Teach a Child to Remember Their Phone Number

Teaching a child to remember their phone number - tips from an Occupational Therapist

The average person can store up to seven digits (numbers) in their short-term memory. I remembered this fact when my 6-year-old came home from school with a note advising that she was required to learn and recall her personal details, including her phone number. This was all part of a safety unit the class was undertaking. In our house we have several mobile phones, but no landline, so the only phone number available for her to learn was a mobile number. Ten digits! 

I quickly put on my OT hat, and set up about teaching my daughter her father’s mobile number. It’s easier to learn numbers that have obvious patterns and repetition, and his was the best number for this reason. 

Kids are often very visual learners, and learn best through multisensory experiences – incorporating visual cues (colours and shapes), touch, movement and sound (our voices!). So here’s how I went about it.

The Set Up

  1. I grabbed a piece of paper and in large print, wrote the numbers in groups – 4 digits, 3 digits, 3 digits as mobile numbers are often written.
  2. Each group of numbers was written in a different colour.
  3. I asked Miss 6 to think of a picture or image that would remind her of each number. For young kids, pictures can be more meaningful and be easier to remember than numbers.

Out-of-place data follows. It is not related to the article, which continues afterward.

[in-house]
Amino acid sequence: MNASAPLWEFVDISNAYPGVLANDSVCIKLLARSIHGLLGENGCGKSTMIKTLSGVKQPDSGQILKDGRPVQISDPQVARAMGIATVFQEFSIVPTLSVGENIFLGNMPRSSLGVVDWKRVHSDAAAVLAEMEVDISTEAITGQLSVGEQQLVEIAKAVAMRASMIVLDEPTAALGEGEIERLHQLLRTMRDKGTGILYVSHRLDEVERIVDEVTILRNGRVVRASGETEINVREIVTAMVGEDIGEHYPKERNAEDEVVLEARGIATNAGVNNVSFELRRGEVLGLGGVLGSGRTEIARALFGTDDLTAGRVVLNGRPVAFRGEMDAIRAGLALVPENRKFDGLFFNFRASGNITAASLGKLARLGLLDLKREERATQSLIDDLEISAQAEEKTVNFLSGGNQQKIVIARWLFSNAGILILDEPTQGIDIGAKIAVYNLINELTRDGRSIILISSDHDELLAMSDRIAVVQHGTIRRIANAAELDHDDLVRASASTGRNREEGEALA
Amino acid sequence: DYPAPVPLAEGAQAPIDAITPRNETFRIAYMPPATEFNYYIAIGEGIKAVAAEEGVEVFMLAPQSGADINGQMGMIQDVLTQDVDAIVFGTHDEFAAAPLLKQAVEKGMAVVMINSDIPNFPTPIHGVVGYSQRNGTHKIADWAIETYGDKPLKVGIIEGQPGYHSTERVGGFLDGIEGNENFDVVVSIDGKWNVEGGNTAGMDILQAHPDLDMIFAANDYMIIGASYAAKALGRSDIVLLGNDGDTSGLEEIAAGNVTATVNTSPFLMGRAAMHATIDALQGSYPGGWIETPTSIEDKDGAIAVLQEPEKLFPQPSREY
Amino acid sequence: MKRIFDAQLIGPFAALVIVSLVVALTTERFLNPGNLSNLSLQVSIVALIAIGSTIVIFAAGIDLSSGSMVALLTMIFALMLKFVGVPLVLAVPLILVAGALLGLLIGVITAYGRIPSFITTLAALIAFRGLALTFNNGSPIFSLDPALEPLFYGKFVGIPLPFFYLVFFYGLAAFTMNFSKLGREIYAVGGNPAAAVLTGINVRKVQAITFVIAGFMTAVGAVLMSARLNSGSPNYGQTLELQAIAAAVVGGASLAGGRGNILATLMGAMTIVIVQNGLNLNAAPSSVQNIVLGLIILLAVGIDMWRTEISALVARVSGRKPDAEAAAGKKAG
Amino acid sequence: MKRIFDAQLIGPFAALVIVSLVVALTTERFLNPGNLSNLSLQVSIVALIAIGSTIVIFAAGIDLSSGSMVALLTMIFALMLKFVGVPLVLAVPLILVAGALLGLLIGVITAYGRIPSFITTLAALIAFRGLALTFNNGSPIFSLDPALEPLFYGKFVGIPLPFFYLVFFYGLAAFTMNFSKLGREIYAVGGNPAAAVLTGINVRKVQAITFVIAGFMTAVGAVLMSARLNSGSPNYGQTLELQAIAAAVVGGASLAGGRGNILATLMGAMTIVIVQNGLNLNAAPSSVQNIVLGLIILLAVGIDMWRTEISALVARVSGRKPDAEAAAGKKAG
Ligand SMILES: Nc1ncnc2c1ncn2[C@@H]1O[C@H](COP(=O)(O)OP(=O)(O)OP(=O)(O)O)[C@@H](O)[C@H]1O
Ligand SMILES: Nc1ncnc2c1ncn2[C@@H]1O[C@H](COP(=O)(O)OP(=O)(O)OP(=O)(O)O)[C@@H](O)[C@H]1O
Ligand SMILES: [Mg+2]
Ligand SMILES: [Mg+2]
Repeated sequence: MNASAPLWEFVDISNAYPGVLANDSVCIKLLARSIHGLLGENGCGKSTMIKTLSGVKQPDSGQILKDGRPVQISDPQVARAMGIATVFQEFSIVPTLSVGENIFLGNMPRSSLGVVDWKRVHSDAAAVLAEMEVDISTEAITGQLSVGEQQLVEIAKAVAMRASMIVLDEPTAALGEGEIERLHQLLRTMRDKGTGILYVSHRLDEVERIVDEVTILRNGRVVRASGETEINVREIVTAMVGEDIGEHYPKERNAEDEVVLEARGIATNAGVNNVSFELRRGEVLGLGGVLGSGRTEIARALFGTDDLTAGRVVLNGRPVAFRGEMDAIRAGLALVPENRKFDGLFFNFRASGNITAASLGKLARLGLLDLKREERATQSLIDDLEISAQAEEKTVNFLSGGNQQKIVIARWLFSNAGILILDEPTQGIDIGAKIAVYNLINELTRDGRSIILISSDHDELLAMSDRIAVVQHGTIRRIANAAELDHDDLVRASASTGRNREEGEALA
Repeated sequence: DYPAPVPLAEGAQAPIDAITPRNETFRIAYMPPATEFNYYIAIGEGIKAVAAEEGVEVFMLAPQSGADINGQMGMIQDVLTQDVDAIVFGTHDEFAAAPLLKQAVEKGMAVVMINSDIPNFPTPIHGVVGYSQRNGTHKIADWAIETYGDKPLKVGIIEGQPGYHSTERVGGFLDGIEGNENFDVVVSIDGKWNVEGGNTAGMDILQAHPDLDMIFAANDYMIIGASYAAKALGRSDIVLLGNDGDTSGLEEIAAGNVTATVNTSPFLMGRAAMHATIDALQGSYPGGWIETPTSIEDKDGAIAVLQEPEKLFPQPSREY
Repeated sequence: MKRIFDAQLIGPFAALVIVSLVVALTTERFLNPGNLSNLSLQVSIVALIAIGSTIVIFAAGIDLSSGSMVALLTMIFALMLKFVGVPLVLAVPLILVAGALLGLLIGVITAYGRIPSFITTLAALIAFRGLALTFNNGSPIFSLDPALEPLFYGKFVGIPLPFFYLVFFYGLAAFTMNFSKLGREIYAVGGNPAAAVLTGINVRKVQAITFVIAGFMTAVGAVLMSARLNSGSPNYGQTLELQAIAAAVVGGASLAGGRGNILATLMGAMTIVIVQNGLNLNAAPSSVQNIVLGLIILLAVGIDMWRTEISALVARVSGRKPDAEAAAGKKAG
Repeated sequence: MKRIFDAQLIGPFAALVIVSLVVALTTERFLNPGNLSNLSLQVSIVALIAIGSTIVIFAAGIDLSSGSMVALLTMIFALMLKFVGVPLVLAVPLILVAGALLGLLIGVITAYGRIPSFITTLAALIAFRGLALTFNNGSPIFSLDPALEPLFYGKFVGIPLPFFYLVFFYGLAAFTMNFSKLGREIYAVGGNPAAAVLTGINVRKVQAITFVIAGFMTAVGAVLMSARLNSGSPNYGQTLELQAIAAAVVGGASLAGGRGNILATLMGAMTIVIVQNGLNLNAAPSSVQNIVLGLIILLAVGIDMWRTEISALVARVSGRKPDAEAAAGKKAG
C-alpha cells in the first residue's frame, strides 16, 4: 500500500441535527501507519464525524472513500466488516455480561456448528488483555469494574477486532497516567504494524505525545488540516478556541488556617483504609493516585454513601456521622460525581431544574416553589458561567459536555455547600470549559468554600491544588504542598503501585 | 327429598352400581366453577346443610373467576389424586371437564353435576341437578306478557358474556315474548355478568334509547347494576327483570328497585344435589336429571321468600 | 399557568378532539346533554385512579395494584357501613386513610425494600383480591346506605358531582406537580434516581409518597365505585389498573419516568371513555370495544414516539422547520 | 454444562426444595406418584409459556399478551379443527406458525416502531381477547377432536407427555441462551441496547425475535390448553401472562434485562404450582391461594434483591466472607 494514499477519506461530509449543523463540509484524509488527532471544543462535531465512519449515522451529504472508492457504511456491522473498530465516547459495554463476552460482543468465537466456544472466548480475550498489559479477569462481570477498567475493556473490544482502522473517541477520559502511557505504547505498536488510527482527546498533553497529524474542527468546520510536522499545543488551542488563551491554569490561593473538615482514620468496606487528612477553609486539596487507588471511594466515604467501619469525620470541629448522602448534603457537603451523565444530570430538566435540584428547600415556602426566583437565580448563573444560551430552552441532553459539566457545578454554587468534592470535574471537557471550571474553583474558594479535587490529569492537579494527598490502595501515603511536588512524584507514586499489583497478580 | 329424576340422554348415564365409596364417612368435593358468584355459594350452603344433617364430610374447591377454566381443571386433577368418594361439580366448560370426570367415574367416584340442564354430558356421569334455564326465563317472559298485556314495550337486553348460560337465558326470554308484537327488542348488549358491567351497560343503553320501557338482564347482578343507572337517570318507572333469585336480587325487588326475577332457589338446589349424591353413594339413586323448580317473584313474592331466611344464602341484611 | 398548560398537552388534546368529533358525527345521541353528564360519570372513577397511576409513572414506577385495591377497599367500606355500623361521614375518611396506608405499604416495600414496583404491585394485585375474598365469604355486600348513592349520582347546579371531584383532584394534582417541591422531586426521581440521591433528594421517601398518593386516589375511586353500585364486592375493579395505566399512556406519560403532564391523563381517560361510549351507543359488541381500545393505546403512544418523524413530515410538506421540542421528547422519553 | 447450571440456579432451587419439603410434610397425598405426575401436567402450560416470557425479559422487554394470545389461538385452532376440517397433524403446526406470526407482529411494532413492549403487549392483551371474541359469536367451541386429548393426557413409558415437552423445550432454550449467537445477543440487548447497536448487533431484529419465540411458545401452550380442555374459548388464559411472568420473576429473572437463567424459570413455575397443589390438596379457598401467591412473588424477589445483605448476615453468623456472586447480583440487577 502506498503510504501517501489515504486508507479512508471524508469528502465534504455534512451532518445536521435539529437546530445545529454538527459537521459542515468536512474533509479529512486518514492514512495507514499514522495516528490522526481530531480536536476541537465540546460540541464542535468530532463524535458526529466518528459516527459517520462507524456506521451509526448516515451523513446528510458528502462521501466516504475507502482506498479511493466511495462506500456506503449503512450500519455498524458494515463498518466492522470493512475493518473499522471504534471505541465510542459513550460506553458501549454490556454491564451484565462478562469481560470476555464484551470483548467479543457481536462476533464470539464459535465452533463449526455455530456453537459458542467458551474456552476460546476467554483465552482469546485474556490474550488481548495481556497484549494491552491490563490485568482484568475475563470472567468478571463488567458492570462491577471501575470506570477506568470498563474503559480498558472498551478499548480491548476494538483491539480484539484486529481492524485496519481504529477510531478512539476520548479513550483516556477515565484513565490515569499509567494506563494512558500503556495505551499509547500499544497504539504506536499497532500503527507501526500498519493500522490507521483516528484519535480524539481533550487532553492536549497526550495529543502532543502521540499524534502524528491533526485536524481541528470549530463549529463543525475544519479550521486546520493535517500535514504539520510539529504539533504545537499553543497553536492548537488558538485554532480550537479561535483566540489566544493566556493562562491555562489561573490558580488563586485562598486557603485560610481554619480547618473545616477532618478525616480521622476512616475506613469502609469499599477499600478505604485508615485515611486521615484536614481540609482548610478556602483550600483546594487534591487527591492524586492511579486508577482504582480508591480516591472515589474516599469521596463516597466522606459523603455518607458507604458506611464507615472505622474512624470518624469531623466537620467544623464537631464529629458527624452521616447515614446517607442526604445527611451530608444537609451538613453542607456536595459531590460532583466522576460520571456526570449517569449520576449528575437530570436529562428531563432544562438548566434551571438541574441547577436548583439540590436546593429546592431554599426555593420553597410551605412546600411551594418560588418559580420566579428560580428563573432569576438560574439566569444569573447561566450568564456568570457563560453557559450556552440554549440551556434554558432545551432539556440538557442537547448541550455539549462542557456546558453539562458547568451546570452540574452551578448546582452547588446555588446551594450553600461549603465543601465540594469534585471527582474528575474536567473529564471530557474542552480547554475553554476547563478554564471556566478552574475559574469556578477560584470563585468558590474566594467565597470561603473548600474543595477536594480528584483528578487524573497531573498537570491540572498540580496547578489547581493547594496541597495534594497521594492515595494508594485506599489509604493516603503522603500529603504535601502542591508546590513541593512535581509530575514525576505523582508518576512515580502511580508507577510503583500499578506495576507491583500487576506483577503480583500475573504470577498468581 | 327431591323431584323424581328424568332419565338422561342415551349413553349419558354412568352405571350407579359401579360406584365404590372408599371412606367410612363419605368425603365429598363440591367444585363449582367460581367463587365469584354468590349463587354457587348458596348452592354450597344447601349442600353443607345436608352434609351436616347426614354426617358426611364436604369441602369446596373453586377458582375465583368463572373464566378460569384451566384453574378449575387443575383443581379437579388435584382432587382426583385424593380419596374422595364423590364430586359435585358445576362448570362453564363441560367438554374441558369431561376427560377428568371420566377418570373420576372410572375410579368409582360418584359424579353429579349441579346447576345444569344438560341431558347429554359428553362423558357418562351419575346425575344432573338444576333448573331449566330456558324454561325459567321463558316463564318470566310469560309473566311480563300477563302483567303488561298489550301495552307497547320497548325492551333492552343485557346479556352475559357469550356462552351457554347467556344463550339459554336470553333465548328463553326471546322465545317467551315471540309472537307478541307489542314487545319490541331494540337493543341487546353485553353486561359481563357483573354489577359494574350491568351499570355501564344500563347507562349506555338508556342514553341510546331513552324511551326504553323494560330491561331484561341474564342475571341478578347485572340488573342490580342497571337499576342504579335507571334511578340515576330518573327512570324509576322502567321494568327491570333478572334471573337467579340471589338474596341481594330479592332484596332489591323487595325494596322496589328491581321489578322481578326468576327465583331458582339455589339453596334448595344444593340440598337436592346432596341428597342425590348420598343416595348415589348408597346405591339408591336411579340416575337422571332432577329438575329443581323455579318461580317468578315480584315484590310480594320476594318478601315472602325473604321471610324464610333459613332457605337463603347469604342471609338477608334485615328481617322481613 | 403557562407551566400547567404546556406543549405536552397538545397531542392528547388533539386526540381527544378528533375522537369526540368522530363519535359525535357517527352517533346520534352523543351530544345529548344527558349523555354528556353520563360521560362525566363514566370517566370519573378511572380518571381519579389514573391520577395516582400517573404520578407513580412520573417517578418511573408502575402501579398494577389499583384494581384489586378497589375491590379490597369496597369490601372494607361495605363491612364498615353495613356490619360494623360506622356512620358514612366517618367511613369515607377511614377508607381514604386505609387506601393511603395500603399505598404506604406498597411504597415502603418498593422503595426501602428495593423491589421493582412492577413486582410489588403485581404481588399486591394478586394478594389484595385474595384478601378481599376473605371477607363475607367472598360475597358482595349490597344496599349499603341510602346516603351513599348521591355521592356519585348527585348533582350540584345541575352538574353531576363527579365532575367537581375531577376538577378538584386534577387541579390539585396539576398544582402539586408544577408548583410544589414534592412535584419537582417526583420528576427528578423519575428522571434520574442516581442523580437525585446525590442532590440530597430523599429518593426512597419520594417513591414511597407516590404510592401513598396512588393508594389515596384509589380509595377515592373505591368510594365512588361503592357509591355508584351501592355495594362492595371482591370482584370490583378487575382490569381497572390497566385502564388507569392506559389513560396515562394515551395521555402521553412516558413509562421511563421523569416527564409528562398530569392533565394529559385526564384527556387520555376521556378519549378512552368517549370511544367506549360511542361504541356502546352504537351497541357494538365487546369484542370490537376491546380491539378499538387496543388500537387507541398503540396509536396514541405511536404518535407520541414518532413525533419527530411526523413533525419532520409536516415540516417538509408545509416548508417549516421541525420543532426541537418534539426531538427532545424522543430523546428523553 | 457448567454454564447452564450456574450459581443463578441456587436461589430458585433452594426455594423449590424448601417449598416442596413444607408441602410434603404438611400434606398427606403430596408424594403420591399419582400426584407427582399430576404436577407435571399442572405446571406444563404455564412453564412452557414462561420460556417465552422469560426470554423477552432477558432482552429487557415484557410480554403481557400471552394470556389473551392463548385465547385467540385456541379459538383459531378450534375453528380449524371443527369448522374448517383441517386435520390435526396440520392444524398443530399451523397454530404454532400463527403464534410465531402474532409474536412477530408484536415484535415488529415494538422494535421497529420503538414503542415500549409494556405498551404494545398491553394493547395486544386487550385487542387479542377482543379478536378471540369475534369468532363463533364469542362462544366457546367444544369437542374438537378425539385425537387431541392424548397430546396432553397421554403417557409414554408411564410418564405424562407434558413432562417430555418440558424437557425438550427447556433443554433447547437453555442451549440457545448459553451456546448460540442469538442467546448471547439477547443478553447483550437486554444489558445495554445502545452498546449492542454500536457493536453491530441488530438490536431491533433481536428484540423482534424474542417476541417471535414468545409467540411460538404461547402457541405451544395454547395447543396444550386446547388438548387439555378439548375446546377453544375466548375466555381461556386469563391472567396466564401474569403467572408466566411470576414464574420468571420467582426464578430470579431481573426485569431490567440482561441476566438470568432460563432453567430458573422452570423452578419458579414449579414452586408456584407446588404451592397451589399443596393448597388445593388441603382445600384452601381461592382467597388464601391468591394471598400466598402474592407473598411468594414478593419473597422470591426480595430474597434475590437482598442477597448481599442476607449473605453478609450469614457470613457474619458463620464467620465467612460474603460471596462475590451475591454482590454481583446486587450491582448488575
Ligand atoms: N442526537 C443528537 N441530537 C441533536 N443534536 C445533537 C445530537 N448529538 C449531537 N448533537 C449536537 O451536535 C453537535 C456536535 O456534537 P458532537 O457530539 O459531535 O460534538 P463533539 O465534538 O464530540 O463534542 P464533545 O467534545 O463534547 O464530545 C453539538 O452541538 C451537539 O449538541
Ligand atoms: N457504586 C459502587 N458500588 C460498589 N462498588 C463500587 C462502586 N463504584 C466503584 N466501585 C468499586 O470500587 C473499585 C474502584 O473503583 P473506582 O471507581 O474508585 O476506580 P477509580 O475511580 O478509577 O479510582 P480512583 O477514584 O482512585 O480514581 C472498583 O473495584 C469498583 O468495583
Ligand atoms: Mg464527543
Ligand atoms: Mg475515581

4. My daughter drew pictures above each number, and we chatted about why those pictures reminded her of the number below. The shape of the number was generally the main source of inspiration.
  5. Talking about the numbers and images adds to the multi-sensory learning experience. By hearing my voice and her own talk about and describe the numbers in sequence, the numbers have a better chance of being remembered.

Teaching a child to remember their phone number - tips from an Occupational Therapist

The Lesson

Once each number had a corresponding picture, I covered the numbers and asked my daughter to look at the pictures, and say the numbers they represented out loud. She did this easily.